<a href='./MozillaAllHands2017/index.html' target='_blank'>
           <img src="./mozilla_banner.jpg" class=""  alt="Image">

But, this is just the front end of the page. We haven’t generated the sample events yet and neither have we made any changes to make them auto deploy on each PR merge. The test script of the app which contains unit, acceptance and selenium tests runs on each PR made against the repo when Travis CI build is triggered. So, it makes sense to write code for generating the event there itself. When the test script has finished executing, all of the events would have been generated and present inside a single folder named [email protected] (We needed something short and easy to remember and the name doesn’t really matter). We then copy the contents of the overviewSite folder into the above folder. It already contains the folder of different sample events.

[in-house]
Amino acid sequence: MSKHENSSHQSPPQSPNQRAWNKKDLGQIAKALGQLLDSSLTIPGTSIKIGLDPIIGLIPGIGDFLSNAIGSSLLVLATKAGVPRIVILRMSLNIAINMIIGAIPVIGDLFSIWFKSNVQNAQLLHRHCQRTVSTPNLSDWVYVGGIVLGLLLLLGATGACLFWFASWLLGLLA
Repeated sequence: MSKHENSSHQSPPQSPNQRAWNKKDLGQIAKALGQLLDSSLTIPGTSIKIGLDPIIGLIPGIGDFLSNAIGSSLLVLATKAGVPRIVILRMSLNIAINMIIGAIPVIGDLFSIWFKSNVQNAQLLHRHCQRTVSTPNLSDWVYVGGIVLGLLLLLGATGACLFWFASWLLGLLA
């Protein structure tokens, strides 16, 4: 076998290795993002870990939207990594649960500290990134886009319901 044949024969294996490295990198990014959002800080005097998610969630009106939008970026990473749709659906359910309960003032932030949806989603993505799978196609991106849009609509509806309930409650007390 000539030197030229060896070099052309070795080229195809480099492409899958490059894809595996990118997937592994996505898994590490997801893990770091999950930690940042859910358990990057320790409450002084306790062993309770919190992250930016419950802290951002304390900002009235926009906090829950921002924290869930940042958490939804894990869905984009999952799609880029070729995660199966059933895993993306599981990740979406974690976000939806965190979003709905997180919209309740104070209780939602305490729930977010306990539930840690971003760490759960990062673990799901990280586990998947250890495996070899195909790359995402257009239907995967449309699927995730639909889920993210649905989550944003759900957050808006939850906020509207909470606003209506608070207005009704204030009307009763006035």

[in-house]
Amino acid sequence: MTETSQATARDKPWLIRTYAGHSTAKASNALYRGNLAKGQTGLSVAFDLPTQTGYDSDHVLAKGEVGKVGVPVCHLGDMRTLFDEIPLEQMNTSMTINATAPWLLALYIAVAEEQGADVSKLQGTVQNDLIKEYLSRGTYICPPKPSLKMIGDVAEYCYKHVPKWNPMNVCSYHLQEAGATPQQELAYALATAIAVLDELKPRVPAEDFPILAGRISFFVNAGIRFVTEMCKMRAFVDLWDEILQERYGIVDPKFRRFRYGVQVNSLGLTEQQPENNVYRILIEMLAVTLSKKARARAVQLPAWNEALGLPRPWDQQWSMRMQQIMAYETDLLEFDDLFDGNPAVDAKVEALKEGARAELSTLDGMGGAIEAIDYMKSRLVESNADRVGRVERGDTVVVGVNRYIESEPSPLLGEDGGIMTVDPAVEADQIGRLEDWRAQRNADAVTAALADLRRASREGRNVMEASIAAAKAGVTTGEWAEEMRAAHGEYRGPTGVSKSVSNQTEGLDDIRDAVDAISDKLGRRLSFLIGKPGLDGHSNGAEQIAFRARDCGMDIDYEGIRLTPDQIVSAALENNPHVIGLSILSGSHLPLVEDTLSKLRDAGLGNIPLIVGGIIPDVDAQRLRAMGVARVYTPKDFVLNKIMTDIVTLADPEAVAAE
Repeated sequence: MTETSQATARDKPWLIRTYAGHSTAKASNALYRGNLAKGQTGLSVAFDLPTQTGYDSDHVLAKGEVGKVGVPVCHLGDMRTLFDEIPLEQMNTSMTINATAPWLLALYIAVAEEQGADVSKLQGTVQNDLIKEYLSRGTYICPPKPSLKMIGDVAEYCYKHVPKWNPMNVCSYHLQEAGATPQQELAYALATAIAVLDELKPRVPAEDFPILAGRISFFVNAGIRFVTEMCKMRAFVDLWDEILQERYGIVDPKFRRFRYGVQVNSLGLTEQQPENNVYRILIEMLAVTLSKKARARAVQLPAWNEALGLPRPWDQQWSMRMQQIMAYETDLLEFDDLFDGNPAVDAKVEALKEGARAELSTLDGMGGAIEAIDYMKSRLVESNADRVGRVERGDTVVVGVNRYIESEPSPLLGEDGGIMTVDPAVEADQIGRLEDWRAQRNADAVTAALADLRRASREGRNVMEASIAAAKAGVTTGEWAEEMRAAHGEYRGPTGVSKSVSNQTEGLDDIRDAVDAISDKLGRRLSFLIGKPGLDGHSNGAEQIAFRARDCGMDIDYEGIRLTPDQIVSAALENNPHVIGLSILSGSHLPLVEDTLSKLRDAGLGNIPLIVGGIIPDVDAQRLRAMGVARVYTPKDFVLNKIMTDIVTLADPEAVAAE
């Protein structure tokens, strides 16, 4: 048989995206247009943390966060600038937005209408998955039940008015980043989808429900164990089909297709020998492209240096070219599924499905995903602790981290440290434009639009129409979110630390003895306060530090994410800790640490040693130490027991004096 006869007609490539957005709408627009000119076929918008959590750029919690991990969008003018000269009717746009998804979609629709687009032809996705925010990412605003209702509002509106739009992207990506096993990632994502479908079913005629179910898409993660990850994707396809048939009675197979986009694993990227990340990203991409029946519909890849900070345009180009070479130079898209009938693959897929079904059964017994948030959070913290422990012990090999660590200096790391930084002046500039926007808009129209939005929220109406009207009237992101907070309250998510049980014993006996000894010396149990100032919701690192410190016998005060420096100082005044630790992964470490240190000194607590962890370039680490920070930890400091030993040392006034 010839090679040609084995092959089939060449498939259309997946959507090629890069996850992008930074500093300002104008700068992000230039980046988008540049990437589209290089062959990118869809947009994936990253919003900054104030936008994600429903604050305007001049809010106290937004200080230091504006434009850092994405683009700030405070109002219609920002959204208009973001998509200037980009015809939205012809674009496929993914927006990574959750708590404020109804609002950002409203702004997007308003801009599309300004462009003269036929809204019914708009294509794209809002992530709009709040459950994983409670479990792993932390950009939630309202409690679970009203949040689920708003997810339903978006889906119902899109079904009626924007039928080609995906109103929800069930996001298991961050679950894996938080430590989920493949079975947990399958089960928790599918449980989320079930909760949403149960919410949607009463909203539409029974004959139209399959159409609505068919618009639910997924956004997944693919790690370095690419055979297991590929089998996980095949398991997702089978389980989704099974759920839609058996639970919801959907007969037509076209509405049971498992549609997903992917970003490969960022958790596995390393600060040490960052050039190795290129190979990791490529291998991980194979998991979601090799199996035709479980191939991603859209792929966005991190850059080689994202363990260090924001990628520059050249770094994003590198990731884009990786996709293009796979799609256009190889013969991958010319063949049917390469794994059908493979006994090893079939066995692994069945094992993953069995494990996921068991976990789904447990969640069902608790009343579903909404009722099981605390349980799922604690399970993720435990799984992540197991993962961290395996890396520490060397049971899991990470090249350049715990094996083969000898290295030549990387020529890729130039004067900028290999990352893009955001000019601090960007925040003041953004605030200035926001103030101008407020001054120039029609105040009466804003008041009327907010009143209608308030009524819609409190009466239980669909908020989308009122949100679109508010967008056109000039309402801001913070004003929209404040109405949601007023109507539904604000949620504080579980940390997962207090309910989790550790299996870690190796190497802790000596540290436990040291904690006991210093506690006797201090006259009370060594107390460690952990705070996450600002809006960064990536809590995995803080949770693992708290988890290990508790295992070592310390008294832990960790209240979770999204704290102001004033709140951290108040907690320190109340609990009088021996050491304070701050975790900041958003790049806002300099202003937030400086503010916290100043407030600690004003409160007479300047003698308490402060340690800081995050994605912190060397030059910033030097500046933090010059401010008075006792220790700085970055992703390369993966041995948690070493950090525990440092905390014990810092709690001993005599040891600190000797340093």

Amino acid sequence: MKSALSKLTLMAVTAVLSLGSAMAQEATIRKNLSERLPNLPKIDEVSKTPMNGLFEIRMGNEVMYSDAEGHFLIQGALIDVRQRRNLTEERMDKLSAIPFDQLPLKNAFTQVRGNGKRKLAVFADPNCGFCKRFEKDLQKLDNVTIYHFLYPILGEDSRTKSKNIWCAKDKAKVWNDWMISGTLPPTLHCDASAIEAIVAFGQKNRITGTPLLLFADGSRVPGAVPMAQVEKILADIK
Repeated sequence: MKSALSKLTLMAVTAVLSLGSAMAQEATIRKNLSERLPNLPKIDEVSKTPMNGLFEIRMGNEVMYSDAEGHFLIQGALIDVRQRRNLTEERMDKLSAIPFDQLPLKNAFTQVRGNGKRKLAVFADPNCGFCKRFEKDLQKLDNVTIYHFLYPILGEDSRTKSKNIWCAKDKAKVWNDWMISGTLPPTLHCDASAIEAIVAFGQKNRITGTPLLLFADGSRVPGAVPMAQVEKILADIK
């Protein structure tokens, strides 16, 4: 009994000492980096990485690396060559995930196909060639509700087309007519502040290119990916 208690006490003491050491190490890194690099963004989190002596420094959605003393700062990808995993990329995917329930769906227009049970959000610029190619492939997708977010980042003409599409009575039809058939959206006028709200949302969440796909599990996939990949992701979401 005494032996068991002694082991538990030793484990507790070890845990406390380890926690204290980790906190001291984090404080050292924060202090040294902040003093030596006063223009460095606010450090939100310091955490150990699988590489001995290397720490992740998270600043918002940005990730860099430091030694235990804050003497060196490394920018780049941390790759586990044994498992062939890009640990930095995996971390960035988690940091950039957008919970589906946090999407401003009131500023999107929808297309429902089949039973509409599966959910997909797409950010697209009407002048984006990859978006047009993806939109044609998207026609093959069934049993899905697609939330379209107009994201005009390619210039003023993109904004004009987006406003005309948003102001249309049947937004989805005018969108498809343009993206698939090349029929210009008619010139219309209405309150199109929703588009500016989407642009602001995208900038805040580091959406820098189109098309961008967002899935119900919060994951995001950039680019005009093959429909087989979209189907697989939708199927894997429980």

Here is the related code. The full test script file can be found here

describe('generate', function() {
 describe('.create different event sites and copy assets of overview site', function() {
   // Sample events are generated inside the [email protected] folder
   it('should generate the Mozilla All Hands 2017', function(done) {
     var data = {};
     // API endpoint configuration of the All Hands 2017 event and the session style set to single pages
     data.body = {
       "email": "[email protected]",
       "name": "Open Event",
       "apiendpoint":    "https://raw.githubusercontent.com/fossasia/open-event/master/sample/MozillaAllHands17",
       "sessionMode": "single",